sf jazz

Great Live Moments - Kevin Eubanks

Kevin Eubanks

You may know guitarist Kevin Eubanks from the Tonight Show Band. Each weeknight, he sits in front of the band, acting as a comic foil for host Jay Leno. Kevin has actually been the music director for the show since 1995, when Branford Marsalis departed. Eubanks has been on the show since 1992. He even penned the show's closing theme song, "Kevin's Country."
Kevin Eubanks is a jazz musician by calling. In fact, music is genetically programmed into the Eubanks clan. Just ask trombonist Robin Eubanks, who is currently blazing trails with the SF Jazz Collective touring ensemble.
Check out Kevin on "Blues for Wes," a duet tribute to one of the heroes of jazz guitar, Wes Montgomery. This selection is a duet recording with bassist Cameron Brown. WBGO recorded it in 1983 at the Jazz Forum in New York. Johnny Carson was still the host of the Tonight Show. Kevin Eubanks was starting a solo career. His television career was yet to come.
-Josh

About Last Night - SF Jazz Collective at SOPAC

SF Jazz Collective - Live at SOPAC

I am a city dweller, plagued by the New Yorker bias. That is, I very rarely go to New Jersey for anything other than to work at WBGO. However, I am not so entrenched that I won't shake my preconceptions for the right set of circumstances. So last night, I ventured to SOPAC for a performance from the SF Jazz Collective, a pride of eight musicians of the highest caliber.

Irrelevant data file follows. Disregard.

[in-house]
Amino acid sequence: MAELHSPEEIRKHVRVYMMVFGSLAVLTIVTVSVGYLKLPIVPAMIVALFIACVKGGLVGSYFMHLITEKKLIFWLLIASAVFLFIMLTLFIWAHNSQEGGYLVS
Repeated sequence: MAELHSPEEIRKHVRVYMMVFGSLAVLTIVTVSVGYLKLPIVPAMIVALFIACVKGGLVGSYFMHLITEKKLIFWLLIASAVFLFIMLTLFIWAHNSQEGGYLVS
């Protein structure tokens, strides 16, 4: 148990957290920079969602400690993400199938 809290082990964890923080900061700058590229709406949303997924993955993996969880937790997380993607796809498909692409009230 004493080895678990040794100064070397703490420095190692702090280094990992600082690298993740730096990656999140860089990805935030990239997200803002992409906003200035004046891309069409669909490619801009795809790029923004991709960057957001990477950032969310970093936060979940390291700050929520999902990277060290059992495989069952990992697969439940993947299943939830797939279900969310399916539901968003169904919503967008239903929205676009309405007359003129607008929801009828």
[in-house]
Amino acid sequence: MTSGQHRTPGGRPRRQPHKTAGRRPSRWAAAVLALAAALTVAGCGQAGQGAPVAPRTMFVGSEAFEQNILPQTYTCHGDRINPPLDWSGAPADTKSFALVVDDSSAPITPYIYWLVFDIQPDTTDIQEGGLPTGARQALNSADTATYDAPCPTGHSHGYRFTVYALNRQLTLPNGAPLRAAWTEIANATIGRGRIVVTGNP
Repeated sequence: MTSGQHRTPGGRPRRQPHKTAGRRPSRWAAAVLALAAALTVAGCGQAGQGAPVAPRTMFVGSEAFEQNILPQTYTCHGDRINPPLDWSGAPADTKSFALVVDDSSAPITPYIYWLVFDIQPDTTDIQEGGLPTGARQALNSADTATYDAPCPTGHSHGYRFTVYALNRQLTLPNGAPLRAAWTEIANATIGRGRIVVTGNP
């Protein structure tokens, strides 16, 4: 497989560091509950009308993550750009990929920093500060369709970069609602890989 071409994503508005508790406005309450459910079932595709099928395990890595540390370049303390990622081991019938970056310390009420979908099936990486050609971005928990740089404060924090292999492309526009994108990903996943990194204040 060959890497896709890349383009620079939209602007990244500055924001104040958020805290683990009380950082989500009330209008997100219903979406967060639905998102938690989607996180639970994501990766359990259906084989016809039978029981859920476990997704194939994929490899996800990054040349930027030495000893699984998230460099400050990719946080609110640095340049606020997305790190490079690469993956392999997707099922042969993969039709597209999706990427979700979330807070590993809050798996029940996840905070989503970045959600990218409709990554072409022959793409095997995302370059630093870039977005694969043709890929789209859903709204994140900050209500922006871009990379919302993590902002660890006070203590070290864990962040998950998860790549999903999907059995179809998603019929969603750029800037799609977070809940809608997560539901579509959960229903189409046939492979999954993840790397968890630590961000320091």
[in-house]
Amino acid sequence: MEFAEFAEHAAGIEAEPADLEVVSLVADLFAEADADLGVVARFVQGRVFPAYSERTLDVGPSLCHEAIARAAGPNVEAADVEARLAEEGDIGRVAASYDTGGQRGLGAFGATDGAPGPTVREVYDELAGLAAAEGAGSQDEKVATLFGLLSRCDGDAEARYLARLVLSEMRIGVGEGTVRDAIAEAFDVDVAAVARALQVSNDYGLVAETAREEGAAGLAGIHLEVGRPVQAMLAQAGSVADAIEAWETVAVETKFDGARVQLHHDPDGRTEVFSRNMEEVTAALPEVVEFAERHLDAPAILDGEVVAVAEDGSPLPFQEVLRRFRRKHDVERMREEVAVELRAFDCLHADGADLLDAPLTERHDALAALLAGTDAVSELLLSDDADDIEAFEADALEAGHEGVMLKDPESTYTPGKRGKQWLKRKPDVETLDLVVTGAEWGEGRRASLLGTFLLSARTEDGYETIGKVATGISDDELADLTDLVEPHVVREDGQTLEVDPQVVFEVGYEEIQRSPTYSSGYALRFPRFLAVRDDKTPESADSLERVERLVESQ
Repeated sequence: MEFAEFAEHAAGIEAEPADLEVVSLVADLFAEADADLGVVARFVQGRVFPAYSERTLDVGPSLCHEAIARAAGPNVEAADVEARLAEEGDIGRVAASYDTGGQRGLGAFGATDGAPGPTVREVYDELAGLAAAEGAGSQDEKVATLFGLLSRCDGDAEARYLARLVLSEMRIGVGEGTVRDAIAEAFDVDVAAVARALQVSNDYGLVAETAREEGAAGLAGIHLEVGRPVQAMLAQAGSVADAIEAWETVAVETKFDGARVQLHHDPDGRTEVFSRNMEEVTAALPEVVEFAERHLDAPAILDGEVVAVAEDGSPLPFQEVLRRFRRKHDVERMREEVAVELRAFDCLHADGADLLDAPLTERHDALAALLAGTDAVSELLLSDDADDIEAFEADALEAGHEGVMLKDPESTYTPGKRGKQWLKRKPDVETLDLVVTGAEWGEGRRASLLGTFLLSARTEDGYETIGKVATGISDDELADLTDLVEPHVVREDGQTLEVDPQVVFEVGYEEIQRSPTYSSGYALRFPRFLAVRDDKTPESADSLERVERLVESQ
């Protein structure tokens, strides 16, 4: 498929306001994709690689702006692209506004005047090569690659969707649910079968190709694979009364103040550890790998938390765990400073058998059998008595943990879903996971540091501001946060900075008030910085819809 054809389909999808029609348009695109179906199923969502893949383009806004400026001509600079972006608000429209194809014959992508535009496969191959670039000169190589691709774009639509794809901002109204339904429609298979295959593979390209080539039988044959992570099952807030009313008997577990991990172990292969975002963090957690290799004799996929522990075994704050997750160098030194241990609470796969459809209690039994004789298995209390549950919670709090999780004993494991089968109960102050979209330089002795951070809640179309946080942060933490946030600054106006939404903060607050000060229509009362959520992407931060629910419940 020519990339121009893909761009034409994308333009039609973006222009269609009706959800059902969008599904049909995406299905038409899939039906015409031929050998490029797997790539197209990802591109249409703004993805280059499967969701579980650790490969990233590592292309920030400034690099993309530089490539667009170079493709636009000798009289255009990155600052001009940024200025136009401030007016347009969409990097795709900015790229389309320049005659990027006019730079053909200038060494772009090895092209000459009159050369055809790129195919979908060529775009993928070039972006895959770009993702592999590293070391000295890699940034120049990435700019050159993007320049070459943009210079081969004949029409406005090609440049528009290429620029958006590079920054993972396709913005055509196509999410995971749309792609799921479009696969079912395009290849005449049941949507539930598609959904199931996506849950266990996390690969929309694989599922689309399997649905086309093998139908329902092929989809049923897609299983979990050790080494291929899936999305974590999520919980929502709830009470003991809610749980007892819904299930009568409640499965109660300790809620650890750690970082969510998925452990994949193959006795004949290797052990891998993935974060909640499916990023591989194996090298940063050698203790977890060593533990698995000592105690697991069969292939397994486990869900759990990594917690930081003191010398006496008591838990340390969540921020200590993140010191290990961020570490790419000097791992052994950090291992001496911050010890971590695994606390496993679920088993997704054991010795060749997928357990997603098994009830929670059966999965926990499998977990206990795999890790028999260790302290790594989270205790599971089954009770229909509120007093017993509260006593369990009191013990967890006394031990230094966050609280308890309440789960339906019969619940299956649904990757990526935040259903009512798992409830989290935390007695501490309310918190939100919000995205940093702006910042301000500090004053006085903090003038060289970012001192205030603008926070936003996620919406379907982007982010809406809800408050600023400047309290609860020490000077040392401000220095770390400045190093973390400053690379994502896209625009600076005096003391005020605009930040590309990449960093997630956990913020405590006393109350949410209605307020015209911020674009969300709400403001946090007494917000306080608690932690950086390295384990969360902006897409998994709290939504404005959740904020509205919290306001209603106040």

Each year, the collective features original commissions, as well as arrangements of a noted modern jazz composer. This season, the band turns their all-seeing eye on composer and saxophonist (and Newark native) Wayne Shorter.
The end of time was the beginning of the set. Saxophonist Miguel Zenon's arrangement of Shorter's "Armegeddon" set us on the trailhead.
Here's what followed:
This That and the Other - a Joe Lovano original
The Angel's Share - penned by Matt Penman, a New Zealand import
Diana - from Shorter's Native Dancer, arranged by Renee Rosnes
Go - Stefon Harris arranged this Shorter composition with some backbeat boom bap. Great way to end the first half.

The second set pushed ahead into the abstract, modern aesthetic that makes the collective such a great band to hear. Drummer Eric Harland's "The Year 2008" set the tone, a composition built around a recorded vocal chant, Martin Luther King's "I Have a Dream" speech, and a reading of the Declaration of Independence. Rosnes' "Aurora Borealis" followed. Trumpeter Dave Douglas contributed "Secrets of the Code," an original work that used snippets of Wayne Shorter's music as source code embedded as a thread throughout the composition. Great stuff. The newest member of the collective, trombonist Robin Eubanks, ended the evening with his arrangement of Shorter's "Black Nile."

Only two complaints. The piano monitor levels in the house made the trombone articulation inaudible. That's just the music nerd in me. The other issue is this: I could not hear all of the band's repertoire in a single night. The SF Jazz Collective had more music in the kitty, but I'll have to see them again to hear the rest. Will do.
-Josh